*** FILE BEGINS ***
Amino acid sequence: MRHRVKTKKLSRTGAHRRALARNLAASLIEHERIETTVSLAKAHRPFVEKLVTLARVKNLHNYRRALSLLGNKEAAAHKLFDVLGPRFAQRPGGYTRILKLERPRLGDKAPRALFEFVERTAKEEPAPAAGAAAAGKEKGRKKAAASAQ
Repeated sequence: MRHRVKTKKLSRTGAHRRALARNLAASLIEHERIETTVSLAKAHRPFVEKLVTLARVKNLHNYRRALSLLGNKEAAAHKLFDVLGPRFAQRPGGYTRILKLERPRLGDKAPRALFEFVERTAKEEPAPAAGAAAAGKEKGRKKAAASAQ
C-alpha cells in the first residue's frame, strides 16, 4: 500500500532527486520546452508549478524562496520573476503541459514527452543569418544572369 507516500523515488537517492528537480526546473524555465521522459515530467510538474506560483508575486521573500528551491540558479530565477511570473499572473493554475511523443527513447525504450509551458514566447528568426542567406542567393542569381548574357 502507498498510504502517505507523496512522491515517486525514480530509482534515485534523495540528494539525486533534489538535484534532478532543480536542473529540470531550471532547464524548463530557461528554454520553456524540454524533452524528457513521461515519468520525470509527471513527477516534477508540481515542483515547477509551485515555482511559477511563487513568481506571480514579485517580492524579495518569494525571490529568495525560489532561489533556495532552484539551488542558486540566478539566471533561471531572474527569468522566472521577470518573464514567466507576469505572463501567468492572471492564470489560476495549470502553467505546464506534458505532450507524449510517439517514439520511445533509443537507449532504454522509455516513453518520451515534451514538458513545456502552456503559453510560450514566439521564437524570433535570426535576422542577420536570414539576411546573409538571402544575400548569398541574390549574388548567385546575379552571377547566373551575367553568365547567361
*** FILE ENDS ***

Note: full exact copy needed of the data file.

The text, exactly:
Amino acid sequence: MRHRVKTKKLSRTGAHRRALARNLAASLIEHERIETTVSLAKAHRPFVEKLVTLARVKNLHNYRRALSLLGNKEAAAHKLFDVLGPRFAQRPGGYTRILKLERPRLGDKAPRALFEFVERTAKEEPAPAAGAAAAGKEKGRKKAAASAQ
Repeated sequence: MRHRVKTKKLSRTGAHRRALARNLAASLIEHERIETTVSLAKAHRPFVEKLVTLARVKNLHNYRRALSLLGNKEAAAHKLFDVLGPRFAQRPGGYTRILKLERPRLGDKAPRALFEFVERTAKEEPAPAAGAAAAGKEKGRKKAAASAQ
C-alpha cells in the first residue's frame, strides 16, 4: 500500500532527486520546452508549478524562496520573476503541459514527452543569418544572369 507516500523515488537517492528537480526546473524555465521522459515530467510538474506560483508575486521573500528551491540558479530565477511570473499572473493554475511523443527513447525504450509551458514566447528568426542567406542567393542569381548574357 502507498498510504502517505507523496512522491515517486525514480530509482534515485534523495540528494539525486533534489538535484534532478532543480536542473529540470531550471532547464524548463530557461528554454520553456524540454524533452524528457513521461515519468520525470509527471513527477516534477508540481515542483515547477509551485515555482511559477511563487513568481506571480514579485517580492524579495518569494525571490529568495525560489532561489533556495532552484539551488542558486540566478539566471533561471531572474527569468522566472521577470518573464514567466507576469505572463501567468492572471492564470489560476495549470502553467505546464506534458505532450507524449510517439517514439520511445533509443537507449532504454522509455516513453518520451515534451514538458513545456502552456503559453510560450514566439521564437524570433535570426535576422542577420536570414539576411546573409538571402544575400548569398541574390549574388548567385546575379552571377547566373551575367553568365547567361